playwright, David Edgar long ago sped past the number of plays written by
Shakespeare, but it’s fair to say that – while often making a big impact at the
time – not many of his works have since entered the national repertory. This
production of his 1979 play
The titular character is, of course, Mary Barnes; a middle-aged nurse who, for six years during the 1960s, moved into Kingsley Hall, a controversial residence/therapy facility in London where people were encouraged to work through their mental illness
The titular character is, of course, Mary Barnes; a middle-aged nurse who, for six years during the 1960s, moved into Kingsley Hall, a controversial residence/therapy facility in London where people were encouraged to work through their mental illness – in Mary’s case, schizophrenia – within a non-restraining, non-drug based environment, living alongside other patients and their therapists. Despite repeated references to this “community”, however – and the numerous opportunities to see the cast sitting around table for supper – the focus of this play is undoubtedly on Mary Barnes, and her journey from madness to creative artist. This somewhat reduces nigh on all the rest of the characters – arguably with the exception of her favourite therapist Eddie – to little more than bit parts, satellites orbiting and often eclipsed by the main centre of dramatic gravity.
This aspect of the script is emphasised most obviously here by Caitlin McLean’s physically and emotionally fearless performance as Mary, which in turn is enhanced by director Daniel Omnes repeatedly ensuring that she’s nearly always the focus of our attention in terms of staging, framing and lighting. The nearest to her in importance is Rufus Love as Eddie, who manages to imbue his seemingly glass-half-full character with greater depths than his initial late-night entrance on stage suggests.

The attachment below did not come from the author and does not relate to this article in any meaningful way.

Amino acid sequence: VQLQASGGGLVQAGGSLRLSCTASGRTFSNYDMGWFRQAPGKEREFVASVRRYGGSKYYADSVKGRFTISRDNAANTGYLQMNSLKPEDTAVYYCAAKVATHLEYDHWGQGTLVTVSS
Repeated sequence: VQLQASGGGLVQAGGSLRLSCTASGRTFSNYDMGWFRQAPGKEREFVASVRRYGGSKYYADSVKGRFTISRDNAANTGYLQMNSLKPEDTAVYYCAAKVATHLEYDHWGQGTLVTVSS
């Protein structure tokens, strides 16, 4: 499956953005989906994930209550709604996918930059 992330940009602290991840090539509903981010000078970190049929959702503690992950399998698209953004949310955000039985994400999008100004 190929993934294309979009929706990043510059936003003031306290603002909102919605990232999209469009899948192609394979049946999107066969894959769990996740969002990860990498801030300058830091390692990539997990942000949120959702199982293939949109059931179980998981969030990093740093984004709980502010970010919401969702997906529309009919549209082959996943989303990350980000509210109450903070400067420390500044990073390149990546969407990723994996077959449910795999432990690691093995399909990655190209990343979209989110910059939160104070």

The rest of the ensemble cast make the best of what they’re given in the circumstances – especially Verity Brown as the somewhat world-weary Kelly, Harry Whitehead as the “wired” Zimmerman, and Martha Myers as fellow mental health survivor Angie frankly an overt example of Edgar’s tendency here to “tell not show”). For the rest of the cast, alas, they generally fail to breathe full life into the light character sketches they’ve been given, in some cases appearing and vanishing after a few minutes, while leaving barely a trace.
The multilevel staging used here is useful in delineating the characters, but the setting also distracts in its cluttered, all-too-literal representation of the suggested need to demolish something before rebuilding. This literalness also features in a video montage of wars and political protests that is used, primarily, to show the passage of the years – even though it’s difficult to connect any of those events to the seemingly insular lives of those living in Kingsley Hall, especially Mary.
While there are moments of genuinely memorable theatre in this production, unfortunately they are few and far between; there’s also a slightly ponderous, all-too-earnest feel to the whole production which, unfortunately, means that you’re all-too-aware of every minute of its two-and-a-half hours running time.